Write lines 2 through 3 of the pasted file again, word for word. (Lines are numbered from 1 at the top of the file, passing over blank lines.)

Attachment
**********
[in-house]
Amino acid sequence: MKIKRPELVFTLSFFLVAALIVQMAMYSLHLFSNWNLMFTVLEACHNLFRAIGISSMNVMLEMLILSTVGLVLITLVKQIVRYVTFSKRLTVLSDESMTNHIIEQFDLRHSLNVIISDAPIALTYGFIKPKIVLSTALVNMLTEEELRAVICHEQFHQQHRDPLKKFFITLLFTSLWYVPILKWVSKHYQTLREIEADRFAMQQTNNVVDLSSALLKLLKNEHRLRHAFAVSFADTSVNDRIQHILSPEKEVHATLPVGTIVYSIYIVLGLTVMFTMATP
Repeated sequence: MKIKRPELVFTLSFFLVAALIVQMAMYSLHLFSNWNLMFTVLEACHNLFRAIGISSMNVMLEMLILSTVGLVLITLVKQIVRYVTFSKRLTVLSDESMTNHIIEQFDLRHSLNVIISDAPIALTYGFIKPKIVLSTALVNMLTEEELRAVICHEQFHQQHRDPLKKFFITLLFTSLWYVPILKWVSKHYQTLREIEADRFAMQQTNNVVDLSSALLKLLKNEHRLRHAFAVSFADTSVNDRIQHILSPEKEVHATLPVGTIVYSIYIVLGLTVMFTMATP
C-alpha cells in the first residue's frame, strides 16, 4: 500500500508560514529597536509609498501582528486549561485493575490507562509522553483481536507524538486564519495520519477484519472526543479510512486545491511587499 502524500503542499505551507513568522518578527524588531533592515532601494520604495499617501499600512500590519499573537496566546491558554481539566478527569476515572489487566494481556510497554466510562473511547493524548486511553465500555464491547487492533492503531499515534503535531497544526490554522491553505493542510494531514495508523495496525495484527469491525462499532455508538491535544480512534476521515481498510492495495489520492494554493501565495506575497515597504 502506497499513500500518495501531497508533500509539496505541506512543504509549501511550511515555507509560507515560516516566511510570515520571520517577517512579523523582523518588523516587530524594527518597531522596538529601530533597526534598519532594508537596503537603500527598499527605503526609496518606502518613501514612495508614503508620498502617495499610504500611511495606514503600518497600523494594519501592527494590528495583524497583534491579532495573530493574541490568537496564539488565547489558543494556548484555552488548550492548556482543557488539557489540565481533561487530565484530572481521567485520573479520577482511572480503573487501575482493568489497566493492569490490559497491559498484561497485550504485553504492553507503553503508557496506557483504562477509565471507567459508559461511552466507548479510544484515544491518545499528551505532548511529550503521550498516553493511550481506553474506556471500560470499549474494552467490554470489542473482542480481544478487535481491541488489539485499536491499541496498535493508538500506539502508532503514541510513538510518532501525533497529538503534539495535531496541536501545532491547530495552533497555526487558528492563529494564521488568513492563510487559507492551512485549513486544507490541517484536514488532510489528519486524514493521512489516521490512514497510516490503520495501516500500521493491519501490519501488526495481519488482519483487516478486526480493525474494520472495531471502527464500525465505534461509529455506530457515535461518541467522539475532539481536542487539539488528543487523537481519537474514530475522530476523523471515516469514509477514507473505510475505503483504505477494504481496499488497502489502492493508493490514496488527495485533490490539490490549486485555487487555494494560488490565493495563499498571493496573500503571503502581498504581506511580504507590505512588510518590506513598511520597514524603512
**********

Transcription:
Amino acid sequence: MKIKRPELVFTLSFFLVAALIVQMAMYSLHLFSNWNLMFTVLEACHNLFRAIGISSMNVMLEMLILSTVGLVLITLVKQIVRYVTFSKRLTVLSDESMTNHIIEQFDLRHSLNVIISDAPIALTYGFIKPKIVLSTALVNMLTEEELRAVICHEQFHQQHRDPLKKFFITLLFTSLWYVPILKWVSKHYQTLREIEADRFAMQQTNNVVDLSSALLKLLKNEHRLRHAFAVSFADTSVNDRIQHILSPEKEVHATLPVGTIVYSIYIVLGLTVMFTMATP
Repeated sequence: MKIKRPELVFTLSFFLVAALIVQMAMYSLHLFSNWNLMFTVLEACHNLFRAIGISSMNVMLEMLILSTVGLVLITLVKQIVRYVTFSKRLTVLSDESMTNHIIEQFDLRHSLNVIISDAPIALTYGFIKPKIVLSTALVNMLTEEELRAVICHEQFHQQHRDPLKKFFITLLFTSLWYVPILKWVSKHYQTLREIEADRFAMQQTNNVVDLSSALLKLLKNEHRLRHAFAVSFADTSVNDRIQHILSPEKEVHATLPVGTIVYSIYIVLGLTVMFTMATP